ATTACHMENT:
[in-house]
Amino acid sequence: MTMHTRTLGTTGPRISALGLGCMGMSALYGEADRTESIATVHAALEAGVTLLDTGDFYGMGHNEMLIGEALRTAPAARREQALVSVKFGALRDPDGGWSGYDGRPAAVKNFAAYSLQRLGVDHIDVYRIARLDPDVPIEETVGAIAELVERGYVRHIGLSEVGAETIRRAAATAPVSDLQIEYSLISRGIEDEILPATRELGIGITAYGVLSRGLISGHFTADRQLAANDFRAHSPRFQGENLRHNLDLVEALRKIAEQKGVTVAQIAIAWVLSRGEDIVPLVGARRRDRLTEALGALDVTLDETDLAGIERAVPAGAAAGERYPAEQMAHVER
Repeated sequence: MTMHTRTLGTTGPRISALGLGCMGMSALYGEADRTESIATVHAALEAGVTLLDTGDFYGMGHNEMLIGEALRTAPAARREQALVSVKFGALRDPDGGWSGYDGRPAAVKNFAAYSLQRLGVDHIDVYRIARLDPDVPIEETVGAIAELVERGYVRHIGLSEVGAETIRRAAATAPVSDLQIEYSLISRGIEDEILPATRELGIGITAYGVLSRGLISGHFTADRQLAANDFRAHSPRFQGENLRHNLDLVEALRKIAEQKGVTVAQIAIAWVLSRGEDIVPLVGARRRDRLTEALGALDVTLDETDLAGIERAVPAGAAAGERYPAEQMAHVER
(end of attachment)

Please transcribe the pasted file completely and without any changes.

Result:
[in-house]
Amino acid sequence: MTMHTRTLGTTGPRISALGLGCMGMSALYGEADRTESIATVHAALEAGVTLLDTGDFYGMGHNEMLIGEALRTAPAARREQALVSVKFGALRDPDGGWSGYDGRPAAVKNFAAYSLQRLGVDHIDVYRIARLDPDVPIEETVGAIAELVERGYVRHIGLSEVGAETIRRAAATAPVSDLQIEYSLISRGIEDEILPATRELGIGITAYGVLSRGLISGHFTADRQLAANDFRAHSPRFQGENLRHNLDLVEALRKIAEQKGVTVAQIAIAWVLSRGEDIVPLVGARRRDRLTEALGALDVTLDETDLAGIERAVPAGAAAGERYPAEQMAHVER
Repeated sequence: MTMHTRTLGTTGPRISALGLGCMGMSALYGEADRTESIATVHAALEAGVTLLDTGDFYGMGHNEMLIGEALRTAPAARREQALVSVKFGALRDPDGGWSGYDGRPAAVKNFAAYSLQRLGVDHIDVYRIARLDPDVPIEETVGAIAELVERGYVRHIGLSEVGAETIRRAAATAPVSDLQIEYSLISRGIEDEILPATRELGIGITAYGVLSRGLISGHFTADRQLAANDFRAHSPRFQGENLRHNLDLVEALRKIAEQKGVTVAQIAIAWVLSRGEDIVPLVGARRRDRLTEALGALDVTLDETDLAGIERAVPAGAAAGERYPAEQMAHVER